If the events in question from which some women (generally trans women) are excluded do not have to do with blood mysteries, or are not for the purpose of healing from male-inflicted trauma and oppression, but there is still an insistence on “women-born-women” space that excludes trans women, one has to ask whether there is actually a valid reason for the continued exclusion that is being disguised as some sort of gender/sex-particular “mystery” or if there is actual and intentional exclusion based on prejudice or bigotry; this would, thus, not be “exclusion from love” by anyone’s definition of love, I think. The Lilith ritual at PantheaCon didn’t have to do with blood mysteries, it had to do with empowerment of women, and it was skyclad-optional. Given Lilith’s transgendered qualities, and the fact that trans women need to be empowered and celebrated just as much as cisgendered women do, this has all the more confused a number of people as to why there was exclusion in this case. But, the real difficulties in that particular instance were that there was a lack of communication as to who was supposed to be included or excluded in the program book.

        There was already actions taking place and conversations being had in relation to cisgendered-women-only events at PantheaCon, and the C.A.Y.A. Lilith ritual incident was a flashpoint for it, but the issues were already wider and were being addressed in various ways apart from it. That is also a really important matter to remember in this entire discussion–that movement was already in place and working when the C.A.Y.A. Lilith ritual occurred, and thus the latter added to the discussion, rather than prompting it.

  • Kilmrnock

    i personally have no real problem w/ exclusionary rituals . but my opinion is these rituals should not be offered at public events . as another poster mentioned thesen rituals being born woman blood rituals or for whatever reason exclusion is exceptable . i’m not coming out against these rituals , but all things in a proper time and place . i just don’t think at an open to the public convention is the right time or place. Kilm

    • http://www.facebook.com/people/Scott-Reimers/659542888 Scott Reimers

      I dunno. Some of the people who go to Pcon and these large events don’t have local groups that do similar work. The healing and empowerment that these rituals can provide might actually be their only resource. By denying those rituals due to not being inclusive removes the opportunity to change persons lives. There are upwards of 10-12 classes per session. Having 1 or 2 classes/rituals during that time which have requisites doesn’t seem that limiting toward our options.

  • Kilmrnock

    i personally have no real problem w/ exclusionary rituals . but my opinion is these rituals should not be offered at public events . as another poster mentioned thesen rituals being born woman blood rituals or for whatever reason exclusion is exceptable . i’m not coming out against these rituals , but all things in a proper time and place . i just don’t think at an open to the public convention is the right time or place. Kilm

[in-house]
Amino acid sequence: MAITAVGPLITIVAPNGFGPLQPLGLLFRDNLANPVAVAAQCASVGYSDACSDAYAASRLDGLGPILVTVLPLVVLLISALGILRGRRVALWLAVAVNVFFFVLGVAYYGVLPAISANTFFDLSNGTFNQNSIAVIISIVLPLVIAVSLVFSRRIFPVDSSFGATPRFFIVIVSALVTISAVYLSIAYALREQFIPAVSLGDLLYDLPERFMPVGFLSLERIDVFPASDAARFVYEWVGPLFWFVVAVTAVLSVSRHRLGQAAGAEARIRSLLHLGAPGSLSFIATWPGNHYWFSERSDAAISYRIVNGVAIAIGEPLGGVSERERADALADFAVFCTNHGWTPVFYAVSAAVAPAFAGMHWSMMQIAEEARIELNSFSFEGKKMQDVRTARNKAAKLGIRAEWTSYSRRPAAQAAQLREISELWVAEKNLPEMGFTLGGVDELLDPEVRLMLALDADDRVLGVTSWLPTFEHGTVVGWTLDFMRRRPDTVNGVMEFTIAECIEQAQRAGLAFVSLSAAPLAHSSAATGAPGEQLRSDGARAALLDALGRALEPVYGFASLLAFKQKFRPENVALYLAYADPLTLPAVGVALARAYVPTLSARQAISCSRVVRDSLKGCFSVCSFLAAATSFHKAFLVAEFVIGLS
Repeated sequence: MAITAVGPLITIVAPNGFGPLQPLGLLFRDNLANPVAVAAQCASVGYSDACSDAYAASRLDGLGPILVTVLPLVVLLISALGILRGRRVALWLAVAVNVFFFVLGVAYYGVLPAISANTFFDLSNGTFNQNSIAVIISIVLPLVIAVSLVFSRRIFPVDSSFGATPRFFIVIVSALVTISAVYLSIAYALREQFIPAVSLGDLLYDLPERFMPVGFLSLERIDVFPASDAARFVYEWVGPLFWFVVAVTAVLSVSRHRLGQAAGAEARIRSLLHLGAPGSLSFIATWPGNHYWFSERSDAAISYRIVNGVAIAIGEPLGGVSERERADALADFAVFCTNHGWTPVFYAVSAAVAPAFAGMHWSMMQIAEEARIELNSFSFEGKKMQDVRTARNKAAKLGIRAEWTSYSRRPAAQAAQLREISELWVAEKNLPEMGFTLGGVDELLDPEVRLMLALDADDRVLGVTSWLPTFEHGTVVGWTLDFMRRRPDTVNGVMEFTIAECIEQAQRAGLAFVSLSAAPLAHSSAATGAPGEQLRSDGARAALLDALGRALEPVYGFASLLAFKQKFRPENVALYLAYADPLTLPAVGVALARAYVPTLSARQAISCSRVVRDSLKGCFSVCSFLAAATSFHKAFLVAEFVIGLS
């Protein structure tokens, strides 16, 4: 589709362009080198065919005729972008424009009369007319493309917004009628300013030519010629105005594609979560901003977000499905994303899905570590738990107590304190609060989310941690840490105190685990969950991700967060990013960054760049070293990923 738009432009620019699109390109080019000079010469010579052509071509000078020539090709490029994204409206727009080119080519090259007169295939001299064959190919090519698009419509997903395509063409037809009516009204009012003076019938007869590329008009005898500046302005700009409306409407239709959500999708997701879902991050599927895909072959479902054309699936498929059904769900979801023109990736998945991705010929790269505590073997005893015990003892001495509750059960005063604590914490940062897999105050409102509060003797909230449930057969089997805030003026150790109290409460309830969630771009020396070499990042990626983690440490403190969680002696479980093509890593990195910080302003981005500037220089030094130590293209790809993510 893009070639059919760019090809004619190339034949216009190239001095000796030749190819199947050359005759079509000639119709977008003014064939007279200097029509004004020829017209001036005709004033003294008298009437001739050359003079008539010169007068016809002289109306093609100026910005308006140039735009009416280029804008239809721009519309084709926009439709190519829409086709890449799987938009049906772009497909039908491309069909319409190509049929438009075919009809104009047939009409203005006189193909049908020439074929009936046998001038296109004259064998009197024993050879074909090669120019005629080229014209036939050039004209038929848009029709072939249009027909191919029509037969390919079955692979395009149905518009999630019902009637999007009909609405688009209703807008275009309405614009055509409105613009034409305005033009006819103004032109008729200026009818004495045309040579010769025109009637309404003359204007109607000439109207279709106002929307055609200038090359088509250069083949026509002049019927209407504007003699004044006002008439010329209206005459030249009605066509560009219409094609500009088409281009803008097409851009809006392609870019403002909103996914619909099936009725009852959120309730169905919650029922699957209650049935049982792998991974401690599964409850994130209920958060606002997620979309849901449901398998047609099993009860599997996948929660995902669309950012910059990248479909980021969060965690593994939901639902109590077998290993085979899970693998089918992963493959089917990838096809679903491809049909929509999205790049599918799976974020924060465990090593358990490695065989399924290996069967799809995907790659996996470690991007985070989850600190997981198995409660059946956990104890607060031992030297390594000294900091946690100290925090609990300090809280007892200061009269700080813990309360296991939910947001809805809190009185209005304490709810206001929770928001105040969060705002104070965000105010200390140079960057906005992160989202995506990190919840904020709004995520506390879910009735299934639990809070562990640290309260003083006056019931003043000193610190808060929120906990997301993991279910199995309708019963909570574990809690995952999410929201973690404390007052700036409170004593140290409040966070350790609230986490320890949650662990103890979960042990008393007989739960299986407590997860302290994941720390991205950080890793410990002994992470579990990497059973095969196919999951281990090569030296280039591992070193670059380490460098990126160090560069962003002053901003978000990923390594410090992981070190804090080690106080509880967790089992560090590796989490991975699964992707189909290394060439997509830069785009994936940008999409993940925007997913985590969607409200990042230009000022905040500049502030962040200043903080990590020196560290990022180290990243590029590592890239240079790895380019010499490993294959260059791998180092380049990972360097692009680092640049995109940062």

• http://www.facebook.com/people/Scott-Reimers/659542888 Scott Reimers

      I dunno. Some of the people who go to Pcon and these large events don’t have local groups that do similar work. The healing and empowerment that these rituals can provide might actually be their only resource. By denying those rituals due to not being inclusive removes the opportunity to change persons lives. There are upwards of 10-12 classes per session. Having 1 or 2 classes/rituals during that time which have requisites doesn’t seem that limiting toward our options.

  • Prayven627

    Although, I agree that this was thoughtful and a point worth making, I also agree with Lupus that the crux of the matter may have been missed. I don’t think anyone really argues that inclusion is the problem. The controversy was over genderism: “What constitutes the definition of a woman?”

    Z. Budapest’s blatant and glaring intolerance (i.e.: “…attack from transies”) was not only an embarassment to the Goddess community — I mean, really, does the Goddess shun ANY of her children?? — but a disturbing reminder that bias and the principles we strive to break from have permeated our culture, after all.

    “Women Only” and “Men Only” rituals have their place and time. No argument there. But, when a “women only” event turns away a human being who thinks like a woman, feels like a woman, experiences life as a woman, identifies herself as a woman, but does not have the reproductive organs of a woman, is that any different than a woman who’s had a hysterectomy?

    And would ANY Goddess-loving Wiccan or Pagan dare to call a woman without a uterus NOT a woman and turn her away at the gate?

    • http://www.facebook.com/people/Scott-Reimers/659542888 Scott Reimers

      My Libra moon wants to get me in trouble by rearing its balance finding head here.

      Should any freedom loving pagan dare tell another how they HAVE to believe?

      You are taking a very firm position that all Wiccans or Pagans should believe a certain way.

      I know a councilor who focuses on helping women who receive masectomies and hysterectomies come to terms with their identity as many women who receive these surgeries DO feel that they’ve lost a lot of what makes them women.

      So far my stance is rather cowardly in that I don’t feel I have to take one. I am lucky enough that so far I’ve been able to honor each person as a unique individual.

      I knew an F2M who I kept thinking of as a woman even through her surgeries; however, I met him the other day and something had changed… to me he is now a He.

      I don’t know what tipped the scales, his aura, his hair cut, his walk? Whatever it was changed and I could mentally think of him as a Man. Before I would call him a he in respect to his preferences, but deep down I didn’t see him as a man.